My Cultural Diet for June 2023: Dark City, Teenage Mutant Ninja Turtles, The Cure, Blade Runner, Spider-Verse

A quick rundown of last month’s cultural experiences.
Spider-Man: Across the Spider-Verse, Miles and Gwen
Mile and Gwen hang out in Spider-Man: Across the Spider-Verse

In order to better track my various cultural experiences (e.g., movies, TV shows, books, restaurants), I’ve created the Cultural Diet. Think of it as my own personal Goodreads, Letterboxd, and Yelp, all rolled into one (more info here). Every month, I recap everything that I watched, read, etc., in the previous month.


  • After Yang

    Given its premise — an interracial couple tries to repair the malfunctioning robotic child that they bought to help their adopted daughter connect with her Chinese heritage — After Yang could have easily been a maudlin, overly-dramatic “issues” film. It does touch on big issues: the challenges of transracial adoption, the fleeting nature of memory, the responsibility humans have to their technology. (Believe it or not, that last one brought to mind Ghost in the Shell.) But “subdued” and “muted” are the operative words for After Yang; there are no big cathartic “Hollywood” moments when a character (and by extension, the audience) has a big moral epiphany. At times, the film is almost too subdued, from the performances and sparse dialog to the languid pacing. (It is, however, uniformly gorgeous to watch, thanks to Benjamin Loeb’s cinematography and some luminous visual effects.) But that allows After Yang to develop a deeper emotional resonance that took me by surprise at times, and forces the viewer to really consider what happened. Back in the day, I used to run a film discussion group at my church; After Yang would be a perfect film for such a group to watch, discuss, and reflect upon.

  • Sisu

    You’d think watching Nazis get dispatched in gory, ignominious ways would be its own cinematic reward. But Sisu is very much a case of diminishing returns. It starts out strong, with our grizzled protagonist mining for gold in the wilds of Lapland amidst the chaos of World War II’s final days. The cinematography in these early scenes is striking, with a dark beauty that adds to the movie’s apocalyptic tone. Soon enough, however, Nazis are getting stabbed, shot, blown up by landmines, and crushed by tanks because — surprise! — our boy’s an infamous ex-commando. But that’s when it gets… dare I say… boring. Sisu clearly wants to be fun in a B-movie sort of way as Nazis get picked off one by one in increasingly bloody ways. But it could’ve been a more interesting movie had it stayed gritty and grounded (literally). By the time its final act begins, though, Sisu has devolved into the kind of soulless, CGI-enhanced antics typically associated with the MCU.

  • Bloodhounds, Season One

    Sometimes, you just want to see bad guys get their butts kicked. That was the main appeal of Amazon’s Reacher, and I experienced a similar impulse watching this Korean drama on Netflix. Set during the height of the pandemic, Bloodhounds follows a pair of amateur boxers named Gun-woo and Woo-jin who must punch their way through Seoul’s underbelly after a notorious loan shark threatens Gun-woo’s mom and destroys her business. The series’ action sequences are crisp and well-choreographed, and all the more satisfying in light of the bad guys’ overall sliminess. But given that Bloodhounds is a Korean drama, there’s a lot of, well, drama. Which means some really odd tonal shifts. One minute, the duo’s grimly fighting for their lives against an army of bat-wielding thugs, and the next, the series tosses out some quasi-absurdist humor (often due to the boxers’ differing personalities) or dives headlong into super-earnest bromance or teary-eyed family drama. It doesn’t help that Bloodhounds’ female lead, Kim Sae-ron, was dropped from the series after being charged with drunk driving, which abruptly ended one of the series’ primary character dynamics. While it’s a lot of fun watching Gun-woo and Woo-jin punch thugs, gangsters, and greedy millionaires in the face over and over again, I wish Bloodhounds would’ve made up its mind: be a gritty crime thriller or a light-hearted buddy dramedy, but not both.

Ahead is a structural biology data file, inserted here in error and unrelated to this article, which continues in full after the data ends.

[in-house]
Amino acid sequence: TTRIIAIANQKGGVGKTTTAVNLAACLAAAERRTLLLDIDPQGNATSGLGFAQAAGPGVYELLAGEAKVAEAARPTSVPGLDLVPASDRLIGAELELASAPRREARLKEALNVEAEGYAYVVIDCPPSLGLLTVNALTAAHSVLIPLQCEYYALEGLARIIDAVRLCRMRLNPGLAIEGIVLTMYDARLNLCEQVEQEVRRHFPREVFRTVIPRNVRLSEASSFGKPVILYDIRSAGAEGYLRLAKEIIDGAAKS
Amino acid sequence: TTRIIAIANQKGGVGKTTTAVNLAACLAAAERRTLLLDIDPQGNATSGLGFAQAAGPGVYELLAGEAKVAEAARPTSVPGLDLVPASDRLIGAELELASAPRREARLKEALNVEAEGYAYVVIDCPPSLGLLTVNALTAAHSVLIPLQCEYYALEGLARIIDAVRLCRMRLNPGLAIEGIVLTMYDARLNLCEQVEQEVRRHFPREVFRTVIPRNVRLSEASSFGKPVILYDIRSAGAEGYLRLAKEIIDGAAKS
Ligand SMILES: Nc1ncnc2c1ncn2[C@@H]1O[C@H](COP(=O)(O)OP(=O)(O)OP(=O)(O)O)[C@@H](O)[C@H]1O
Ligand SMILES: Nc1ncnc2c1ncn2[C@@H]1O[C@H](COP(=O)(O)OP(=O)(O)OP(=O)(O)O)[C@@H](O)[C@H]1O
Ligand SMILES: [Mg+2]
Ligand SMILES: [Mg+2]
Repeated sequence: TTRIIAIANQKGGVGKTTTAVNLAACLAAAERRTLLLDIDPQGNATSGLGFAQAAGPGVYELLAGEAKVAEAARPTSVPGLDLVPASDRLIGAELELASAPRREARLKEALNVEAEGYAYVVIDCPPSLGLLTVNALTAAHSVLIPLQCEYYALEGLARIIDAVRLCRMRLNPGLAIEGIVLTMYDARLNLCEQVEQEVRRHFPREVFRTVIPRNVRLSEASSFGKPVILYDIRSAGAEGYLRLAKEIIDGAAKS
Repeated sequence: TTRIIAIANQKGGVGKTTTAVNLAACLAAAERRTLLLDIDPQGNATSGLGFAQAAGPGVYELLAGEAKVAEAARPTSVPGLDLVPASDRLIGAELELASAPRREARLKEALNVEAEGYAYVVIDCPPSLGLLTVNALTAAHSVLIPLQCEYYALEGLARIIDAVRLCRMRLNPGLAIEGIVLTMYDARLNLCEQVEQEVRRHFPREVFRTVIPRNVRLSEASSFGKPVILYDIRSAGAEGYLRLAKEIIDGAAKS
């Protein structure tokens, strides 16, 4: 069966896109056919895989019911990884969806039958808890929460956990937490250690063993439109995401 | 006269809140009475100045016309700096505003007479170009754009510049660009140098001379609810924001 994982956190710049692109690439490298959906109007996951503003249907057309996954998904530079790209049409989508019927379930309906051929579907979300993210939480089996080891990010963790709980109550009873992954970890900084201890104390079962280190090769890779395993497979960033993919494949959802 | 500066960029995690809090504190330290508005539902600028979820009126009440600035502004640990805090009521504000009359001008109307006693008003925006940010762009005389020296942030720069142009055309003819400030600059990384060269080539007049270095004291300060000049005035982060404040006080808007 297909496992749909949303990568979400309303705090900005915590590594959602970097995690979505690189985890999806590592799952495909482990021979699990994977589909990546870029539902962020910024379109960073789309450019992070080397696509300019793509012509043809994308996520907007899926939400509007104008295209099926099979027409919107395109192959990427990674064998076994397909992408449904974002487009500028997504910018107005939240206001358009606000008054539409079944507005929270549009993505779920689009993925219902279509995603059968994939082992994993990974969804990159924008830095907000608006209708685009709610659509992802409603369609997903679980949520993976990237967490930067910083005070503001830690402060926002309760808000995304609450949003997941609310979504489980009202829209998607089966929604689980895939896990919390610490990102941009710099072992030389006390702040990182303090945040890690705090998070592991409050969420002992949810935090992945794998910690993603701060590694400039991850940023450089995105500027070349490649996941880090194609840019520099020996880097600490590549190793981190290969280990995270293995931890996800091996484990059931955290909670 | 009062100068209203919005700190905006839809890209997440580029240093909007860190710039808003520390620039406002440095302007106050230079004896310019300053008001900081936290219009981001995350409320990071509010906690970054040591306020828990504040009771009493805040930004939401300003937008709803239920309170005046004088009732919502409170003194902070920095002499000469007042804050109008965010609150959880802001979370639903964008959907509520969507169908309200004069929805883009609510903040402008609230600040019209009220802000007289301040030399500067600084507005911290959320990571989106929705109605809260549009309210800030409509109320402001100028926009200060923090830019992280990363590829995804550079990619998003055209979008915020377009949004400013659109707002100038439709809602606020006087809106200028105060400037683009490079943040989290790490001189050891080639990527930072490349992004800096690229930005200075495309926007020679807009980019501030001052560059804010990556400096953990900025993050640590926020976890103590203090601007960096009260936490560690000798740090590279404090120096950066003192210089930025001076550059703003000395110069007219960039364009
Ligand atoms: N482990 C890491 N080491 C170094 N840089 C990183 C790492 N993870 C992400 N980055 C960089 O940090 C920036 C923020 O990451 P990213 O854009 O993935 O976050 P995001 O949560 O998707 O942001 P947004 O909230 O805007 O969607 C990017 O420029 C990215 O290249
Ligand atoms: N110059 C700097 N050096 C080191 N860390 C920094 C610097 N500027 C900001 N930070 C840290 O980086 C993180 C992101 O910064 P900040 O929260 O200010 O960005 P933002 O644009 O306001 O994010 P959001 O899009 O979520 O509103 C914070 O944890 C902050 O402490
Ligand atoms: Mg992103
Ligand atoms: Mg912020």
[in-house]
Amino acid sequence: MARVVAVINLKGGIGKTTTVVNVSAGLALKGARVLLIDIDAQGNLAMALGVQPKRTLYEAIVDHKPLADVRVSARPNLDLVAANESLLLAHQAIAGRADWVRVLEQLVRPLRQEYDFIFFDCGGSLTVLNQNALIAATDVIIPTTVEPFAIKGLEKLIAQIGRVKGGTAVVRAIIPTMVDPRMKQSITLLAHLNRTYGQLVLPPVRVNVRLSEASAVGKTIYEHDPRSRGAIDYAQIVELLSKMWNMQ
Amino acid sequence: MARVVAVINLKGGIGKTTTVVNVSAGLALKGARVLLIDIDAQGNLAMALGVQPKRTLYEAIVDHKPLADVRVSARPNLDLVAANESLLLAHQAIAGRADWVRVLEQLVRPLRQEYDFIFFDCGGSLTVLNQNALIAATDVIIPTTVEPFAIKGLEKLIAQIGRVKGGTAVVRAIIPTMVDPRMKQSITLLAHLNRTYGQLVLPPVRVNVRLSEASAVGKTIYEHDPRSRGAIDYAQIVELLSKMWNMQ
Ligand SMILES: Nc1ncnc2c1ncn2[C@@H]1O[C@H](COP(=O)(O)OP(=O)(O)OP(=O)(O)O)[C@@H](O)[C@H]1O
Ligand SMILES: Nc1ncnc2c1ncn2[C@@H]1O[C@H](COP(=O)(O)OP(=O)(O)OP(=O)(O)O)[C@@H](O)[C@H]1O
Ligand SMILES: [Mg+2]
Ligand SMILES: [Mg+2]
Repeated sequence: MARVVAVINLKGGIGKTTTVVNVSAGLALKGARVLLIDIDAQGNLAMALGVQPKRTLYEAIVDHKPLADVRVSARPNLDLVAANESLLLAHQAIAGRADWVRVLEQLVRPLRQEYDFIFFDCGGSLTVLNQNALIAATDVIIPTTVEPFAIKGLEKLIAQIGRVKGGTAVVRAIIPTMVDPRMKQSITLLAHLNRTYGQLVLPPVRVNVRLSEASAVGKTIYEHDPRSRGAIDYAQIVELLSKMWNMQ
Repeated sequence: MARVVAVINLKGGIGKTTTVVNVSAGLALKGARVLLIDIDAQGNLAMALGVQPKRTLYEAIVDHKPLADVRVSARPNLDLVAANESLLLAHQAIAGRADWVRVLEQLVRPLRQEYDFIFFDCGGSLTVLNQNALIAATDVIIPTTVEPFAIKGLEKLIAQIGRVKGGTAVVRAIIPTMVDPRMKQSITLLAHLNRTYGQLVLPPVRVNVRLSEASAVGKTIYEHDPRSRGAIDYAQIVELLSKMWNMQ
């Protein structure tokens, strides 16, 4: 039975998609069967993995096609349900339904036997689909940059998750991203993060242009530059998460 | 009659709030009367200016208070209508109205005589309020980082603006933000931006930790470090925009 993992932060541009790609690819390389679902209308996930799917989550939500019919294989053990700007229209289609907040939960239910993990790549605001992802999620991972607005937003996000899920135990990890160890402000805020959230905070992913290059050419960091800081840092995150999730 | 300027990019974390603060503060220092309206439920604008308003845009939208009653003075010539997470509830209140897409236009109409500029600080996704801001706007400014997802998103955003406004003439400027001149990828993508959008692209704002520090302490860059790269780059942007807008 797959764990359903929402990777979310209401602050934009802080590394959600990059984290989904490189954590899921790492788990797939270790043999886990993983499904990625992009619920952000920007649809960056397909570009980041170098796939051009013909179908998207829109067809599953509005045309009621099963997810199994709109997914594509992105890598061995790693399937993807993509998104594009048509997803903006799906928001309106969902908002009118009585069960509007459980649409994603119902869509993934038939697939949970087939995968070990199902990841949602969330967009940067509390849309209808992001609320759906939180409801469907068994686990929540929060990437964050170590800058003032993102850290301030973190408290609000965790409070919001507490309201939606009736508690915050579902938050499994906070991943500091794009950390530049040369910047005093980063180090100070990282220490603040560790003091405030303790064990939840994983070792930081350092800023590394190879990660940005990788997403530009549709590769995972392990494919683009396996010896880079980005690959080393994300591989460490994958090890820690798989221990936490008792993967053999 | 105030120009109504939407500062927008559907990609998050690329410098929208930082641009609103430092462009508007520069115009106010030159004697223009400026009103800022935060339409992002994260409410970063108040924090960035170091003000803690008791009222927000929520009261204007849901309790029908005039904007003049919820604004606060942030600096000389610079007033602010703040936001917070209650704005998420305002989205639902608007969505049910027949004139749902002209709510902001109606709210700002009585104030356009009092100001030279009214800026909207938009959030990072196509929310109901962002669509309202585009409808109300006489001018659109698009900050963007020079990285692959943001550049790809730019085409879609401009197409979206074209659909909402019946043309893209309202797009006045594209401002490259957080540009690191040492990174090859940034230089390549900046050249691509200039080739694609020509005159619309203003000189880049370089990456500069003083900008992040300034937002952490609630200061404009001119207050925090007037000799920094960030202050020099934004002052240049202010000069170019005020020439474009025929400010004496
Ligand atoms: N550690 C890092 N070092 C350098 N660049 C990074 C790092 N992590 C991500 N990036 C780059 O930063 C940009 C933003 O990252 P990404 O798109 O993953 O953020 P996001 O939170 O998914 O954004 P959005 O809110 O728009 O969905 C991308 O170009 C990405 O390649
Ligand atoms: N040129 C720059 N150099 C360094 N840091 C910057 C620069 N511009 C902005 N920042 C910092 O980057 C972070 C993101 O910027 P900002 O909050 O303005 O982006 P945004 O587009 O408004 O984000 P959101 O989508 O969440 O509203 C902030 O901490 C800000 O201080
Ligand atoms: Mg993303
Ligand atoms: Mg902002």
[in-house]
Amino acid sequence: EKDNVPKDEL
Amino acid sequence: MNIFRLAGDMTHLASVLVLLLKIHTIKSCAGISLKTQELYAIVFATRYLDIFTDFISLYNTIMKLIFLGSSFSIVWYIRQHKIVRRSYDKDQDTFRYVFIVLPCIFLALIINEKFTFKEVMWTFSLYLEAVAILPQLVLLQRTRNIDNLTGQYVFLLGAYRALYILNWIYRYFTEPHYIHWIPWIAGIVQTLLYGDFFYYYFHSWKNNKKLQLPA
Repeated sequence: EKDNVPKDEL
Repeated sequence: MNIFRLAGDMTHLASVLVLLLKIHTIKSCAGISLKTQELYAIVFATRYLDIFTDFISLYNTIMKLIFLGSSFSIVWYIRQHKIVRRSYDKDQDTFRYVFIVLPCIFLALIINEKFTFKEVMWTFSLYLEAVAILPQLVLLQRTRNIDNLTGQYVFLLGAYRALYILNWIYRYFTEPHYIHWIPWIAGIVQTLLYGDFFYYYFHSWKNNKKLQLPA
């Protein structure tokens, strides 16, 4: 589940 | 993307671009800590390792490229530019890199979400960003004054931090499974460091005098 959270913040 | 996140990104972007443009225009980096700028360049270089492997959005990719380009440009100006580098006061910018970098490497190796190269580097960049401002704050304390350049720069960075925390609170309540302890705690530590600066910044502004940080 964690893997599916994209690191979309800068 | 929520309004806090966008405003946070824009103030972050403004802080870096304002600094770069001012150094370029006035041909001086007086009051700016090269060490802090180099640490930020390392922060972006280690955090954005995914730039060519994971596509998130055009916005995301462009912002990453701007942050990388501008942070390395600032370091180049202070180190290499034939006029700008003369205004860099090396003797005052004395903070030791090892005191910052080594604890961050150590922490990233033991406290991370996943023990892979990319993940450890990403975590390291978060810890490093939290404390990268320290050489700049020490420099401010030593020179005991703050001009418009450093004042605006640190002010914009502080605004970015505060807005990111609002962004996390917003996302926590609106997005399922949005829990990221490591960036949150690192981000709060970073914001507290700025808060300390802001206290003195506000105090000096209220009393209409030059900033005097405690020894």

• Heaven and Earth

    I watched this on VHS almost 25 years ago, and something about it stuck with me over the years. So I was disappointed when it didn’t quite live up to my memories. Visually, Haruki Kadokawa’s Heaven and Earth is often stunning and even feels like the platonic ideal of a samurai movie, be it the quieter scenes when characters are framed against falling cherry blossoms or wandering through a snowy forest, or during massive battle scenes employing thousands of extras and hundreds of horses. (The film was released in 1990, so no CGI here. The battles were filmed in Canada, though, so it’s a little weird knowing those are the Rockies looming behind all those samurai.) Story-wise, however, this retelling of the historic conflict between two Japanese warlords (Nagao Kagetora and Takeda Shingen) falls flat. There’s potential for interesting arcs — Kagetora renounces all earthly pleasures, including love, to achieve his goals, only to later abandon his throne in fear of what the war is doing to him, spiritually — but the movie never really develops them. As a result, it’s hard to get too emotionally involved in the movie’s storyline; it’s very remote and detached. That, combined with the running narration and captions, makes Heaven and Earth feel more like a made-for-TV documentary than an epic samurai film à la Akira Kurosawa or Masaki Kobayashi.